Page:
Negative raising

Martin Haspelmath haspelmath at EVA.MPG.DE
Fri Dec 2 10:26:11 UTC 2011

The phenomenon that Dan Everett was trying to describe goes by the 
well-established term "negative raising" (see

The most detailed discussion of it is perhaps still Larry Horn's 
treatment in his "Natural history of negation". The only broadly 
cross-linguistic discussion of the phenomenon that I am aware of is ch. 
9 of the following book:

Bernini, Giuliano & Paolo Ramat. 1996. /Negative sentences in the 
languages of Europe: a typological approach/. Berlin: Mouton de Gruyter.

They looked at 45 languages of Europe and found very little variation 
worth reporting. All seem to be more or less like English or Hebrew in 
this regard.


On 01/12/2011 23:04, David Gil wrote:
> Dan and all,
> I'm suspect many other LINGTYP readers, and not just me, are not sure 
> what you mean by "an S-comp rule".
> The colloquial varieties of Indonesian that I am familiar with do not 
> have an overt complementizer.  And indeed, if you say something like 
> MARY NEG THINK JOHN SMART, this can not usually be taken to mean "Mary 
> thinks that John is not smart".  Are you suggesting that these two 
> facts are related?
> I have argued elsewhere that the Indonesian/English contrast is one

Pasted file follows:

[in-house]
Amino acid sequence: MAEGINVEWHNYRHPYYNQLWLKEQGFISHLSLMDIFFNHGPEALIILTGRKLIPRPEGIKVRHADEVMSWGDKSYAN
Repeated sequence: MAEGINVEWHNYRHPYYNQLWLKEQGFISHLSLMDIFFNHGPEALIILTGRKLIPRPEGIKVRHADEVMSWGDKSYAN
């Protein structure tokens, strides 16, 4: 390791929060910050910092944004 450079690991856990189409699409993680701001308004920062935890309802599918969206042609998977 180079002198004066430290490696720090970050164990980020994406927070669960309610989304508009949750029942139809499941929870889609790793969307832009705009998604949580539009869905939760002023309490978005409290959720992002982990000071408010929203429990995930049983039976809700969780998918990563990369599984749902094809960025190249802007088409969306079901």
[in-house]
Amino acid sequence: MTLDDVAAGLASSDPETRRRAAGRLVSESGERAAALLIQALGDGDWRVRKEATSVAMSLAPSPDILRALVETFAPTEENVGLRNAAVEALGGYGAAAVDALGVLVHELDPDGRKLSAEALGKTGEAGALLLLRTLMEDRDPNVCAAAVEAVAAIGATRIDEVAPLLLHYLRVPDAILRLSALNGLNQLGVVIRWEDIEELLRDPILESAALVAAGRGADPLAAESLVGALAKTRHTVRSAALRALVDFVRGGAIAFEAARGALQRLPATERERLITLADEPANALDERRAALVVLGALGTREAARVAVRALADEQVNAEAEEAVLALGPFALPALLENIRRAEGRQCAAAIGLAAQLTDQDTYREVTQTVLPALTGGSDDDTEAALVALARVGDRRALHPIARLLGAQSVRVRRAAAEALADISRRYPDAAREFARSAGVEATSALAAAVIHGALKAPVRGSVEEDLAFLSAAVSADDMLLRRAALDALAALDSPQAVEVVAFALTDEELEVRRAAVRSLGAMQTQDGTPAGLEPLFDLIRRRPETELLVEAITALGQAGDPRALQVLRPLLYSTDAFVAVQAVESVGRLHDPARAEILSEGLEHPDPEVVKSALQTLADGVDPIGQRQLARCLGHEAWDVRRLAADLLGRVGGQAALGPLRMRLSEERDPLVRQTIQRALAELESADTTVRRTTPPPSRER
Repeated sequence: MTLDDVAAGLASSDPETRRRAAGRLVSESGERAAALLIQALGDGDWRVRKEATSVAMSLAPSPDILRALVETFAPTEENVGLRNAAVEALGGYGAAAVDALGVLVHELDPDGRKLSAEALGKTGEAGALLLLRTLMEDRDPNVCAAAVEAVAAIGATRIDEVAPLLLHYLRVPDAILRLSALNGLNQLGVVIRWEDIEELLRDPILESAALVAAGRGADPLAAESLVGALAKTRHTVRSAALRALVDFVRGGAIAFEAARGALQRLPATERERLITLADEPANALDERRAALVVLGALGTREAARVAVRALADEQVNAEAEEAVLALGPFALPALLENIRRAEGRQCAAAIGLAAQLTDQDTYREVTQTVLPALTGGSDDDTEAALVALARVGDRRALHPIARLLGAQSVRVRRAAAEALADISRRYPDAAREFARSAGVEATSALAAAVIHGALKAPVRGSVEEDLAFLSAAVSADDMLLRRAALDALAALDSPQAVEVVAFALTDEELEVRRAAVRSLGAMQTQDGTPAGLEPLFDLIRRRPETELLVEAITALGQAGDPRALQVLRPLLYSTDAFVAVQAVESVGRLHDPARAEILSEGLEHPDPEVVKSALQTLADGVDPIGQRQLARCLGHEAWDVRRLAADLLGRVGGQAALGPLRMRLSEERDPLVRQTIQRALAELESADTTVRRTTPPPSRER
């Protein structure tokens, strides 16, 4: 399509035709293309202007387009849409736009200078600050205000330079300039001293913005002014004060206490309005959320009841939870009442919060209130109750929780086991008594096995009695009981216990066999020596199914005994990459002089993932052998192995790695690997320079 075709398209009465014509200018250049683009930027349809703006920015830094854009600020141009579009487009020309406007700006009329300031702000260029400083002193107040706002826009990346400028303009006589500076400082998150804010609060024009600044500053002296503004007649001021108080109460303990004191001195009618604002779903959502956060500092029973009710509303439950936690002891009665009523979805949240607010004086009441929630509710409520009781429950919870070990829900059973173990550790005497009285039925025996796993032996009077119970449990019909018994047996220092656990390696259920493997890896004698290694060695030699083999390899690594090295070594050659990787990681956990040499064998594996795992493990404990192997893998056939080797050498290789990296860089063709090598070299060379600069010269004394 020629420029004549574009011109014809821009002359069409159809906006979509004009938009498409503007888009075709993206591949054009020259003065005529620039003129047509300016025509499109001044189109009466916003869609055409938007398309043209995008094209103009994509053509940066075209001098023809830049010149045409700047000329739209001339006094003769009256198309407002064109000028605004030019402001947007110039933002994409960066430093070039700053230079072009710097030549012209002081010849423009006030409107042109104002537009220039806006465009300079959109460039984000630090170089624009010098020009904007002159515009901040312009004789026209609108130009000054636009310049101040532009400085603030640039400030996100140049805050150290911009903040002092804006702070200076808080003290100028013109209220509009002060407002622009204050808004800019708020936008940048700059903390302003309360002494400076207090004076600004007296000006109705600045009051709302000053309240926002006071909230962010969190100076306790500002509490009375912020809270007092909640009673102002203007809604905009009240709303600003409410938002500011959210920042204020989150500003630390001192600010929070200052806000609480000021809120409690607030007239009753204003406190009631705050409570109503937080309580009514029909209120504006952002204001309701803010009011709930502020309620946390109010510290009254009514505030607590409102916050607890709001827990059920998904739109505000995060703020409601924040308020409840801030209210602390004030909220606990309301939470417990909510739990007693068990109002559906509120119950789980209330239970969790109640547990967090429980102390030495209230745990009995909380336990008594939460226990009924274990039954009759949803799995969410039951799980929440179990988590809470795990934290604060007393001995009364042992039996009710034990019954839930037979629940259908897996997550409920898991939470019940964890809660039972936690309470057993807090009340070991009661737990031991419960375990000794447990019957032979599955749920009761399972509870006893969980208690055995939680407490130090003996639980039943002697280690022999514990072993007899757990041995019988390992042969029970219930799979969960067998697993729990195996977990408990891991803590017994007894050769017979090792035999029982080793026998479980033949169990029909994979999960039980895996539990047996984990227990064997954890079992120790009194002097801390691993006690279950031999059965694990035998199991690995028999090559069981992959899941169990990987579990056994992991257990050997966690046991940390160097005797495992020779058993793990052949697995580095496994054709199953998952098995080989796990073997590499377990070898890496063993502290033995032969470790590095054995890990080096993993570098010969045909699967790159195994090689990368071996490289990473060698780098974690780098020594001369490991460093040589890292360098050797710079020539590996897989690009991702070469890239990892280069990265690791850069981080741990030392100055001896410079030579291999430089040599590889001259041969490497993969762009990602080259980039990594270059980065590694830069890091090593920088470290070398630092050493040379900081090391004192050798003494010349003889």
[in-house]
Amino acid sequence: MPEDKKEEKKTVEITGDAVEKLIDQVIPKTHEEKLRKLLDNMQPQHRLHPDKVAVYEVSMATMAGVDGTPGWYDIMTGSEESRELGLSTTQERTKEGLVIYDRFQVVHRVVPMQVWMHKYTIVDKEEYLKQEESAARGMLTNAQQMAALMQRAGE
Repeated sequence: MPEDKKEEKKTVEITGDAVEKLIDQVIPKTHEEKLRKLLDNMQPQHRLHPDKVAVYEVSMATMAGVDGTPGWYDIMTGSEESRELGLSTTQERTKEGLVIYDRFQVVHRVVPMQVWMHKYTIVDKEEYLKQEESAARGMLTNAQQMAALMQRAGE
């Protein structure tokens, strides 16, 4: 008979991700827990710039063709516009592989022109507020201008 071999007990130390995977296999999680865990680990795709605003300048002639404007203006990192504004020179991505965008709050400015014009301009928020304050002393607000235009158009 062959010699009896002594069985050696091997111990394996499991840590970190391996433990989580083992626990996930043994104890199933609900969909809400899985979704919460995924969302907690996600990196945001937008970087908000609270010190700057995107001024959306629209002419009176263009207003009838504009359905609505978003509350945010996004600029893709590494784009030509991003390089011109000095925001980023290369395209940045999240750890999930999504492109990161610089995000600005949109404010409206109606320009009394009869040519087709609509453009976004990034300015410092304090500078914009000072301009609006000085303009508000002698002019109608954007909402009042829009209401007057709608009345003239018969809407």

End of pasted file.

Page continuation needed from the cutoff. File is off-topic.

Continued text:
> manifestation of a general tendency for Indonesian to be more iconic, 
> or "Behagelian", in its constituency than languages like English.  So 
> I would also be very interested to learn how common so-called 
> "neg-raising" is cross-linguistically -- with or without a 
> complementizer.
> David
> PS rereading your query, I can add that Hebrew works like English.
>> I am interested in knowing whether a certain pattern is more or less 
>> common. The question is whether languages with an S-comp rule usually 
>> have the possibility of negation switching scope across the matrix 
>> clause into the subordinate clause. So for example, in English in 
>> examples like "Mary doesn't think that John is smart" one meaning of 
>> this is that "Mary thinks that John isn't smart."
>> My question is whether English is rare or not. Even in English, the 
>> features seems to be limited to epistemic verbs, like "think".
>> So do readers of this list know of non-Indo European languages with 
>> this type of negative scope possibility? If so, is it limited to 
>> specific classes of verbs?
>> If you'd rather respond to me off-line, that is fine. I will later 
>> post a summary if there are enough answers.
>> Thanks,
>> Dan

Martin Haspelmath (haspelmath at
Max-Planck-Institut fuer evolutionaere Anthropologie, Deutscher Platz 6	
D-04103 Leipzig
Tel. (MPI) +49-341-3550 307, (priv.) +49-341-980 1616

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